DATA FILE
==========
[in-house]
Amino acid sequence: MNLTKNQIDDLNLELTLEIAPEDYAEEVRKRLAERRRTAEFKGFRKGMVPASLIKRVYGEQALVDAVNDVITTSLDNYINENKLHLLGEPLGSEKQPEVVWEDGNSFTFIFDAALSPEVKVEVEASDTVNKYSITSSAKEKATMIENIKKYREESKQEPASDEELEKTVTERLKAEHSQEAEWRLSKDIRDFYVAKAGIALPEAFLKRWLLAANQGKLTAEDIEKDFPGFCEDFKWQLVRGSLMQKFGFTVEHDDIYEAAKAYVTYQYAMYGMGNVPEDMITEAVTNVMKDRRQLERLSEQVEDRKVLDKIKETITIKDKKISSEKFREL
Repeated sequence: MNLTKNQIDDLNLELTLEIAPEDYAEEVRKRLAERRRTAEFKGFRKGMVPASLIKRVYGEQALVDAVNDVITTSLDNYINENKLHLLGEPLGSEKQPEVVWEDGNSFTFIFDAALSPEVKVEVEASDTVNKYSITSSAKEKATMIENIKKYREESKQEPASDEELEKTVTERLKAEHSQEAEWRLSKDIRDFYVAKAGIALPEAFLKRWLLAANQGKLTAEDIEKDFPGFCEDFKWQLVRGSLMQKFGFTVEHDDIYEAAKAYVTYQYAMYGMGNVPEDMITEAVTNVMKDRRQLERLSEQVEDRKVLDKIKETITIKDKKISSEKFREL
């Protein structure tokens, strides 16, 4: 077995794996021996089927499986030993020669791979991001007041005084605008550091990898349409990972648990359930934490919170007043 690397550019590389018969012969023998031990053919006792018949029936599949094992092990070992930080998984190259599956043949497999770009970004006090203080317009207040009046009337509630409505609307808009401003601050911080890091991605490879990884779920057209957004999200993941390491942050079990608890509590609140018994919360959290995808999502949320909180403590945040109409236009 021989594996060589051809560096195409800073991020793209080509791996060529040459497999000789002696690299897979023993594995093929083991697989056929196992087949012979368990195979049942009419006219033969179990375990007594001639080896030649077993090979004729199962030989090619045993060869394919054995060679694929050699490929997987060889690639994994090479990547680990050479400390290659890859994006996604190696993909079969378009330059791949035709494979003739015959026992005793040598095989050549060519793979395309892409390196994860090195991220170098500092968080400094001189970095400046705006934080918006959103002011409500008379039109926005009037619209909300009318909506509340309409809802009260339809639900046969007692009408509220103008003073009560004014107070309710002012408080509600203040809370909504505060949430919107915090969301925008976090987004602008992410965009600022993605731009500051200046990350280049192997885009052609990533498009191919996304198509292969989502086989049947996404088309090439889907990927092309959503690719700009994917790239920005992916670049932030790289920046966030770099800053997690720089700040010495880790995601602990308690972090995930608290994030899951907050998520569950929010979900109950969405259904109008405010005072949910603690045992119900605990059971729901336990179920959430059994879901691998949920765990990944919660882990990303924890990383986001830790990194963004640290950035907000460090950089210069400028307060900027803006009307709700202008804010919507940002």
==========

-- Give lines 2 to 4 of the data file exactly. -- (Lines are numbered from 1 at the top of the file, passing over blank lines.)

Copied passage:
Amino acid sequence: MNLTKNQIDDLNLELTLEIAPEDYAEEVRKRLAERRRTAEFKGFRKGMVPASLIKRVYGEQALVDAVNDVITTSLDNYINENKLHLLGEPLGSEKQPEVVWEDGNSFTFIFDAALSPEVKVEVEASDTVNKYSITSSAKEKATMIENIKKYREESKQEPASDEELEKTVTERLKAEHSQEAEWRLSKDIRDFYVAKAGIALPEAFLKRWLLAANQGKLTAEDIEKDFPGFCEDFKWQLVRGSLMQKFGFTVEHDDIYEAAKAYVTYQYAMYGMGNVPEDMITEAVTNVMKDRRQLERLSEQVEDRKVLDKIKETITIKDKKISSEKFREL
Repeated sequence: MNLTKNQIDDLNLELTLEIAPEDYAEEVRKRLAERRRTAEFKGFRKGMVPASLIKRVYGEQALVDAVNDVITTSLDNYINENKLHLLGEPLGSEKQPEVVWEDGNSFTFIFDAALSPEVKVEVEASDTVNKYSITSSAKEKATMIENIKKYREESKQEPASDEELEKTVTERLKAEHSQEAEWRLSKDIRDFYVAKAGIALPEAFLKRWLLAANQGKLTAEDIEKDFPGFCEDFKWQLVRGSLMQKFGFTVEHDDIYEAAKAYVTYQYAMYGMGNVPEDMITEAVTNVMKDRRQLERLSEQVEDRKVLDKIKETITIKDKKISSEKFREL
């Protein structure tokens, strides 16, 4: 077995794996021996089927499986030993020669791979991001007041005084605008550091990898349409990972648990359930934490919170007043 690397550019590389018969012969023998031990053919006792018949029936599949094992092990070992930080998984190259599956043949497999770009970004006090203080317009207040009046009337509630409505609307808009401003601050911080890091991605490879990884779920057209957004999200993941390491942050079990608890509590609140018994919360959290995808999502949320909180403590945040109409236009 021989594996060589051809560096195409800073991020793209080509791996060529040459497999000789002696690299897979023993594995093929083991697989056929196992087949012979368990195979049942009419006219033969179990375990007594001639080896030649077993090979004729199962030989090619045993060869394919054995060679694929050699490929997987060889690639994994090479990547680990050479400390290659890859994006996604190696993909079969378009330059791949035709494979003739015959026992005793040598095989050549060519793979395309892409390196994860090195991220170098500092968080400094001189970095400046705006934080918006959103002011409500008379039109926005009037619209909300009318909506509340309409809802009260339809639900046969007692009408509220103008003073009560004014107070309710002012408080509600203040809370909504505060949430919107915090969301925008976090987004602008992410965009600022993605731009500051200046990350280049192997885009052609990533498009191919996304198509292969989502086989049947996404088309090439889907990927092309959503690719700009994917790239920005992916670049932030790289920046966030770099800053997690720089700040010495880790995601602990308690972090995930608290994030899951907050998520569950929010979900109950969405259904109008405010005072949910603690045992119900605990059971729901336990179920959430059994879901691998949920765990990944919660882990990303924890990383986001830790990194963004640290950035907000460090950089210069400028307060900027803006009307709700202008804010919507940002």